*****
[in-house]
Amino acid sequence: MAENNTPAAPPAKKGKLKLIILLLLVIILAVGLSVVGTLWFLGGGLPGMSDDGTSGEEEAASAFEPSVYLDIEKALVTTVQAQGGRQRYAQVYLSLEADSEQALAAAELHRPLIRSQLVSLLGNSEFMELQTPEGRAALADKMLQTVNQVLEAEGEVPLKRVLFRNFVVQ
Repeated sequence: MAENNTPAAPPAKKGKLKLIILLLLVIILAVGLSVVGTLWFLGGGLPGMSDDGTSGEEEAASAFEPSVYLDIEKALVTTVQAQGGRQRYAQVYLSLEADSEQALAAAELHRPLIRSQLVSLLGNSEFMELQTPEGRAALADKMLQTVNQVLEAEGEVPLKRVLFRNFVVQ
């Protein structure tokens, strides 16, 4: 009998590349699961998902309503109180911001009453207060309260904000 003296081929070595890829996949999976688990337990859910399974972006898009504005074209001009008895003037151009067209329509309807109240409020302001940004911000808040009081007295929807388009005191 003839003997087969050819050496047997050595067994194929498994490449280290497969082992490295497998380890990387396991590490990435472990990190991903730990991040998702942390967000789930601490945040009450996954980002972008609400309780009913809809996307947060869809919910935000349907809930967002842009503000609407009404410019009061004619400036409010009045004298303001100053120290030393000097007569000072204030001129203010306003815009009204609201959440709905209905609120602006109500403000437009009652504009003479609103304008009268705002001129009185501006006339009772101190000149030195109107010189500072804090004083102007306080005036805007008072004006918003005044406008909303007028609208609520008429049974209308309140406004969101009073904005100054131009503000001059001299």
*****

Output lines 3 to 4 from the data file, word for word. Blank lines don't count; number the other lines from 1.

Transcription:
Repeated sequence: MAENNTPAAPPAKKGKLKLIILLLLVIILAVGLSVVGTLWFLGGGLPGMSDDGTSGEEEAASAFEPSVYLDIEKALVTTVQAQGGRQRYAQVYLSLEADSEQALAAAELHRPLIRSQLVSLLGNSEFMELQTPEGRAALADKMLQTVNQVLEAEGEVPLKRVLFRNFVVQ
């Protein structure tokens, strides 16, 4: 009998590349699961998902309503109180911001009453207060309260904000 003296081929070595890829996949999976688990337990859910399974972006898009504005074209001009008895003037151009067209329509309807109240409020302001940004911000808040009081007295929807388009005191 003839003997087969050819050496047997050595067994194929498994490449280290497969082992490295497998380890990387396991590490990435472990990190991903730990991040998702942390967000789930601490945040009450996954980002972008609400309780009913809809996307947060869809919910935000349907809930967002842009503000609407009404410019009061004619400036409010009045004298303001100053120290030393000097007569000072204030001129203010306003815009009204609201959440709905209905609120602006109500403000437009009652504009003479609103304008009268705002001129009185501006006339009772101190000149030195109107010189500072804090004083102007306080005036805007008072004006918003005044406008909303007028609208609520008429049974209308309140406004969101009073904005100054131009503000001059001299």